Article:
gogo_mugs_plates

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Behind the Scenes: Patrice Voelkel’s French Ceramics

One of my favorite parts about my four years with Emilia Ceramics has been developing a rapport with ceramic artists all around the world. In this series of posts, I’ll give some insights into what happens behind the scenes to make these beautiful hand-painted ceramics come to life.

Patrice Voelkel

I learned about Patrice Voelkel from a book on French ceramic artists that Sylvie Duriez loaned me many years ago. Since Patrice lived near where I was staying in St. Remy, I decided to check out his studio one rainy spring day. Thankfully it was clearly marked and easy to find – the French ceramics that covered the shelves are truly unique and unlike anything else in the Emilia Ceramics collection.

rustic blue pitcher

Patrice works with his wife Sylviane to create French ceramics with a modern sensibility that are deeply grounded in tradition. They use local black clay and create everything from design to finished product between just the two of them. Their dog Tina Turner keeps them company in their studio, known as Poterie Herbes Folles, which I think is named after the area’s wild and crazy grass. Patrice has worked with ceramics for over 33 years; he started making French ceramics near Lyon and then moved to the countryside and started Herbes Folles.

French ceramics drying in the sun

Poterie Herbes FollesThe Voelkels glaze their pieces with a variety of liquid-like colors, but I especially love their marbled blue and celadon pieces, as well as those in a contemporary chalk white. (Patrice himself seems to love blue – every time I visit the workshop he’s wearing some kind of blue shirt!) Patrice and Sylviane’s French ceramics are often large, heavy, and make a serious statement. The rustic grittiness truly reflects the little farmhouse and workshop where they are made. On my last visit, I saw pieces drying in the afternoon sun while Patrice worked on the wheel and Sylviane prepared ceramics for their final firing.

Patrice at work on French ceramics

I now have some new French ceramics by Patrice and Sylviane on the website. The one of a kind serving platter, rustic pitchers, and olive oil pitcher all in a rich indigo are ideal for bringing a bit of Provence to your home.

rustic blue platter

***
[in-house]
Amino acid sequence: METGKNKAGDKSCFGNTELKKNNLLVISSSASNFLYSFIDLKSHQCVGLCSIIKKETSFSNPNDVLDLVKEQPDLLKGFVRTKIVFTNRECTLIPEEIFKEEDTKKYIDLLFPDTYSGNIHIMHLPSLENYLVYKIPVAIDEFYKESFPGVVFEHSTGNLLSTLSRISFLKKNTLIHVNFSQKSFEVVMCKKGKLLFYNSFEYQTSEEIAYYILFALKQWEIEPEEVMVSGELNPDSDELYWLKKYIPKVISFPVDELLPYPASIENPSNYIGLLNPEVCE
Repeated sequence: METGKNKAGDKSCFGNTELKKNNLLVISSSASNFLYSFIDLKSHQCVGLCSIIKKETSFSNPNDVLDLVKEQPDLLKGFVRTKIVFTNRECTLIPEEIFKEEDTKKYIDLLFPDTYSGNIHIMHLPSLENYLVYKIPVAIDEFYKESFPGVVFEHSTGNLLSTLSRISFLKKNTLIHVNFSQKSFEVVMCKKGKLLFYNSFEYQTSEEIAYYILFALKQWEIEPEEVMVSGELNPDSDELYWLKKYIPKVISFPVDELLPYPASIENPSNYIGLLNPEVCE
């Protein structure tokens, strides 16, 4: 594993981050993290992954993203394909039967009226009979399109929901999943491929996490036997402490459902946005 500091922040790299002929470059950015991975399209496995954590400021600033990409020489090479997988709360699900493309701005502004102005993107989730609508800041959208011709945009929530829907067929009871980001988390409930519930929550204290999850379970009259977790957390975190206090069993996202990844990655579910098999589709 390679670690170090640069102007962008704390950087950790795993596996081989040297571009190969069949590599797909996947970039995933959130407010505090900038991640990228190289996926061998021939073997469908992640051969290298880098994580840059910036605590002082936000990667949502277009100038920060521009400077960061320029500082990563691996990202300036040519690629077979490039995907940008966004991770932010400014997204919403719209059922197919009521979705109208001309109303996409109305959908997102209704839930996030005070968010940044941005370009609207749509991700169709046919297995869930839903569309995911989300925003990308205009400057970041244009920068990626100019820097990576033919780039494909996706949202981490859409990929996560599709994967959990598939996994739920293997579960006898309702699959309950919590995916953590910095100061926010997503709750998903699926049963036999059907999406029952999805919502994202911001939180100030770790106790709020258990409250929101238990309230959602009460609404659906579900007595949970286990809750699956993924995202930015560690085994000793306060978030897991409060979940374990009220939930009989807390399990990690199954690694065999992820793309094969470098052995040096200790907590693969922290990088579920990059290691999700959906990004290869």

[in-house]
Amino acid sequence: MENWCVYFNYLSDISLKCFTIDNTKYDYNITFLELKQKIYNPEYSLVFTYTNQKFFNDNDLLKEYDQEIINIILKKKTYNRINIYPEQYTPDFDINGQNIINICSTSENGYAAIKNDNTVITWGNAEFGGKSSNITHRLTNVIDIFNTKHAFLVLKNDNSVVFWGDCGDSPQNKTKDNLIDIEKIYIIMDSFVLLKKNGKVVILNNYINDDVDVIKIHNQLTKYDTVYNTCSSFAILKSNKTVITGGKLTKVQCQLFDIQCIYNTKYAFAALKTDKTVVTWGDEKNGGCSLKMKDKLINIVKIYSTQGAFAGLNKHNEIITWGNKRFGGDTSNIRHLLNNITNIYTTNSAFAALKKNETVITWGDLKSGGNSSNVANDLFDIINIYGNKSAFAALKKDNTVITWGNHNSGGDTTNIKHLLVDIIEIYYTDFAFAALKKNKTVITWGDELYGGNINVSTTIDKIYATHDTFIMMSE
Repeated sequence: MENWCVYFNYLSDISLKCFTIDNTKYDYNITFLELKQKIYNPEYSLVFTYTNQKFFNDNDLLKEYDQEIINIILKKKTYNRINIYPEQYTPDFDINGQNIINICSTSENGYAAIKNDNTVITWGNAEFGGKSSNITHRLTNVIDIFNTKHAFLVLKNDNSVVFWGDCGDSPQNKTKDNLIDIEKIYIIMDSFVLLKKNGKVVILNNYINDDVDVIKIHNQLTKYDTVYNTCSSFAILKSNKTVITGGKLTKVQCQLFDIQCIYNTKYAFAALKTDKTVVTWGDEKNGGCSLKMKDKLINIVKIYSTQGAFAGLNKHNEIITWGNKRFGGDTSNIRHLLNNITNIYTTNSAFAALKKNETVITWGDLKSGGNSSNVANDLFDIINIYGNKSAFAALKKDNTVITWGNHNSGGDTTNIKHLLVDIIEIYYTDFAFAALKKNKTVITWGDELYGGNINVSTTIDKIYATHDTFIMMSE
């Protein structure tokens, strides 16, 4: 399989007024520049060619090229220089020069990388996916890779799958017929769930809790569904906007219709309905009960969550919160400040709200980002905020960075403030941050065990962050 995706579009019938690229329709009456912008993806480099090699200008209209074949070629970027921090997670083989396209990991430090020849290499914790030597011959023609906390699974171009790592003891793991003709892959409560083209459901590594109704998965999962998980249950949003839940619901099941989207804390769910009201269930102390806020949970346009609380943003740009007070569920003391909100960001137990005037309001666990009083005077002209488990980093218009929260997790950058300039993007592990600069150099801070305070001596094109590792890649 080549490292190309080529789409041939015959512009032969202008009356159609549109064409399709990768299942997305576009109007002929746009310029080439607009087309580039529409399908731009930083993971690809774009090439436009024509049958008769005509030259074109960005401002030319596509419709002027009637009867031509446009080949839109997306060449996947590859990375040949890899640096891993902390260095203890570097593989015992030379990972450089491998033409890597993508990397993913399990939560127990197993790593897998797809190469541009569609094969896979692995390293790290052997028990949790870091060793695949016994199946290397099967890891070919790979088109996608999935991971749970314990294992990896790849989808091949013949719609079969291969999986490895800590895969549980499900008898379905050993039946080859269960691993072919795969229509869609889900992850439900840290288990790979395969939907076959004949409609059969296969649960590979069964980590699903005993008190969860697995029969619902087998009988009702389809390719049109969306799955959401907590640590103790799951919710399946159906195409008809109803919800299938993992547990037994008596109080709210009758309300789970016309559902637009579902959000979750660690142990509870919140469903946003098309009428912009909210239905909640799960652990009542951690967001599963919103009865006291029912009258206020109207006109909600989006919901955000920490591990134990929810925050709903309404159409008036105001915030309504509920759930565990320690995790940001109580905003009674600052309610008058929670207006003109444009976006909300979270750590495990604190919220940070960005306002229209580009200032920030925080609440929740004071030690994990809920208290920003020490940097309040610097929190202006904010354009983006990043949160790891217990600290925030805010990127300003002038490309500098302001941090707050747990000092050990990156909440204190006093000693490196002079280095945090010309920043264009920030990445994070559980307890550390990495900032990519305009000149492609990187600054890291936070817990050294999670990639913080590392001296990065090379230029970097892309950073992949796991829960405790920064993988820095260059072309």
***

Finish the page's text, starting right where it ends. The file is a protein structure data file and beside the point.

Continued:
From spoon rests to prep bowls to serving platters, these French ceramics are stunning additions for any collection, reflecting so much of the people who made them with care and love. After working with Patrice for so long, I’m very happy I decided to take a detour in the rain all those springs ago.

white serving platter

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Bowls, Bowls, Bowls: A Photo Essay

How do you use bowls? Mini bowls, cereal bowls, soup bowls, serving bowls, salad bowls, pasta bowls, and other kinds of bowls are incredibly useful and — I’ve noticed — make for some excellent photos. Here are some of my favorites:

blue and white fruit bowl

The shelves of Poterie Ravel

Stacked bowls or bowls filled with favorite foods, there are bowl pictures of all kinds.

Bowls by Capelo

Lemon Yellow Bowls and Platters

gazpacho

How cool are these? Open-style serving bowls that look great empty or full:

What would you fill these bowls with? Pasta, salads, or lots of sweets?

Have any favorite pictures of bowls we should know about? Leave us a comment with the link!

Ice cream bowl image courtesy of timsackton.

Stacked orange bowls image courtesy of Lili Vieira de Carvalho.

Silver serving bowl image courtesy MOMA.

Blue glass bowl image courtesy of Craftori.

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Contemporary Blue and White Ceramics with Mexican Flair

blue and white cups and saucersBlue and white is certainly one of the most classically chic color combinations. Think Wedgwood or the Hope Diamond. But classic doesn’t need to mean “stuffy.” Just take a look at blue and white ceramics by Mexican artists like Talavera Vazquez and Gorky Gonzalez. Blue and white mugs, planters, vases, bowls, pitchers, and lamps never looked so chic!

The Gogo collection by Gorky’s son is a great example of this contemporary treatment. These blue and white cups and saucers have modern sensibility without looking over-designed. The Gogo long platter and oval serving dish are other blue and white ceramics that bring some flair and fun to any meal or party.

Graphic executions of blue and white, like the chevron zig zags on Vazquez’s blue and white ginger jars, are another fusion of modern and tradition. Ginger jars are beautiful accents for the home, and these designs are definitely not stuck in the past.

blue and white ginger jar

blue and white vaseI particularly like the zig zag and stripes of blue and white ceramics for plants. Cheerful and eye-catching, it’s no wonder that these blue and white planters and vases are consistent bestsellers. I think they are a fabulous foil for greenery. For example, this blue and white striped vase is stunning whether filled with a bouquet or sitting empty on a shelf, while this smaller blue and white vase accents a counter or desktop beautifully.